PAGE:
Did you know that there are 12 factors to be considered while acquiring data from the web? If no, fret not! Download our free guide on web data acquisition to get started!
Many of the popular and modern websites provide an API that’s intended to enhance the user experience by offering integration between multiple services. Amazon, Google and Twitter are some of the notable websites that provide APIs. Google, in fact has APIs for most of its services and products. APIs, although intended for use by developers, have now become user-friendly and gained a lot of popularity, especially among people who are looking to extract data to serve different business applications.
API stands for Application Programming Interface and is a language using which one product or service talk to another. Thanks to APIs, different platforms can seamlessly exchange data and work together to create a richer user experience with their combined capabilities.
For example, AccuWeather’s API is used by Google on its interactive maps, which enables users to check the weather conditions in different locations, easily. Now that you know what an API is, let’s look at how it can limit the capabilities of data-backed applications.
APIs are used as sources of data by many, since they are usually free to access and relatively easy to use. However, APIs usually impose a lot of restrictions, especially if it’s a public API that’s free to access. Here are some of the common limitations of APIs that you should consider before choosing it as your primary data source.
Most APIs impose various limits on the rate at which you can make calls. Rate limiting is done to maintain the performance and avoid downtime issues that could be caused by unlimited usage by everyone. The twitter API, for example has a limit of 15 requests every 15 minutes. Limitations like these would make your data extraction slow and a tedious process to begin with. There is also the issue of renewing the access token from time to time. This can create gaps in your data pipeline, rendering your project sluggish. Since APIs are typically provided for free, there’s nothing much you can do about it.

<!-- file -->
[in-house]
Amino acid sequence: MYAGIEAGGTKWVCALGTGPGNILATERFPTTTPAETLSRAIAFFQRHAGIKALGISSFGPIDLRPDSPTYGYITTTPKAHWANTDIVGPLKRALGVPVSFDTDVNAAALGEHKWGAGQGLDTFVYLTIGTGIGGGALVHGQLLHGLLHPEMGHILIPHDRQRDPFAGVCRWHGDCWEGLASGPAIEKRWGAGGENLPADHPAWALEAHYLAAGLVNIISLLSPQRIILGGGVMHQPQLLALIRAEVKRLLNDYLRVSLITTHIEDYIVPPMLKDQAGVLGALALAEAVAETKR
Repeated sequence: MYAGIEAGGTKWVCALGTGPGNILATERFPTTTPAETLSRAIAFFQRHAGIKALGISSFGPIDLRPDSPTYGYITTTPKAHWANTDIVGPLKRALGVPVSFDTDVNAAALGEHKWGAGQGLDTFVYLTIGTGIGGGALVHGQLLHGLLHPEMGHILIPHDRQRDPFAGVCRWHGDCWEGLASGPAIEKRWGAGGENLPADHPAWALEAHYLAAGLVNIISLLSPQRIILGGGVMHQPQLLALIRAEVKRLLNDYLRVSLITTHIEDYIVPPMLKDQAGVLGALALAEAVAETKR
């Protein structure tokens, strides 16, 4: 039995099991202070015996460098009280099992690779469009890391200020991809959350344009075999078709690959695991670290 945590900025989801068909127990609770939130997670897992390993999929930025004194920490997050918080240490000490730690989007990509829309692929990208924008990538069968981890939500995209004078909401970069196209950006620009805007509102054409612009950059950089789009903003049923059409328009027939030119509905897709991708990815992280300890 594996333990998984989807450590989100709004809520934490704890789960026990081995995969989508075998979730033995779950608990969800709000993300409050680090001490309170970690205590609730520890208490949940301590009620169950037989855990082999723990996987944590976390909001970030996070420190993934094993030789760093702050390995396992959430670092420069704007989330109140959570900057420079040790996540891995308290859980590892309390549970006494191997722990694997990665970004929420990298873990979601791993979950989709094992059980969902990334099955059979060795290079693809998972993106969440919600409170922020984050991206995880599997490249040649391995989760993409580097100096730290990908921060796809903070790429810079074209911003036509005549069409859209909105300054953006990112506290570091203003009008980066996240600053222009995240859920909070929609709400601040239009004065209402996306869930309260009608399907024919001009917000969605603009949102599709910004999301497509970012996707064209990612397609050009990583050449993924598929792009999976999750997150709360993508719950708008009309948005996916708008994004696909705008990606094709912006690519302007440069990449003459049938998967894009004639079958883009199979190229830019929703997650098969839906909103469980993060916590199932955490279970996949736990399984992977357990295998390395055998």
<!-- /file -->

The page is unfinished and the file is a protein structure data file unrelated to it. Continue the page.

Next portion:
It’s a rare case that you’d find all the data points that you require from an API. Data points available via APIs are limited either because the website doesn’t think it could be necessary for the users or is intentionally left out for some reason. Either way, if you need a complete dataset with all your required fields, APIs won’t be of much help.
The data available on the API is most likely not in sync with the way you want it to be. However, since APIs come with restrictions on the rate of hits, parallel calls and the amount of data you could access, you wouldn’t have the flexibility of customizing any of the aspects of this data extraction process.
You could get blacklisted by the API provider if you don’t completely adhere to their terms and conditions. This may not necessarily be intentional. The API infrastructure is designed to automatically detect any deviations from the way it’s meant to be used and this could trigger the blacklisting. There are chances that your application may get blacklisted even if you play by the rules. The downside to this is loss of data and maintenance time, both of which are bad for your business.
APIs clearly aren’t an ideal option for acquiring recurring data from websites. However, this doesn’t mean you can’t get the data you want from the websites in a more convenient way. Web scraping services are the better way to getting data from the web.
With their customization options and flexibility, web scraping services dodge the limitations of APIs. Since a bot crawling a website is treated just like a human visitor, websites don’t impose any limitations on the data being extracted. Any data available to the human visitor can be scraped by an expert data extraction service provider.
APIs aren’t as reliable as a data extraction solution and could cause bottlenecks in your big data pipeline. Since they come with several limitations, the scope of your project will also be affected by relying on an API. When APIs fail to serve your data extraction requirements, it’s time to upgrade to a data partner who can take end-to-end ownership of the web scraping process and deliver the data you need, the way you need it.
Your email address will not be published. Required fields are marked *
Save my name, email, and website in this browser for the next time I comment.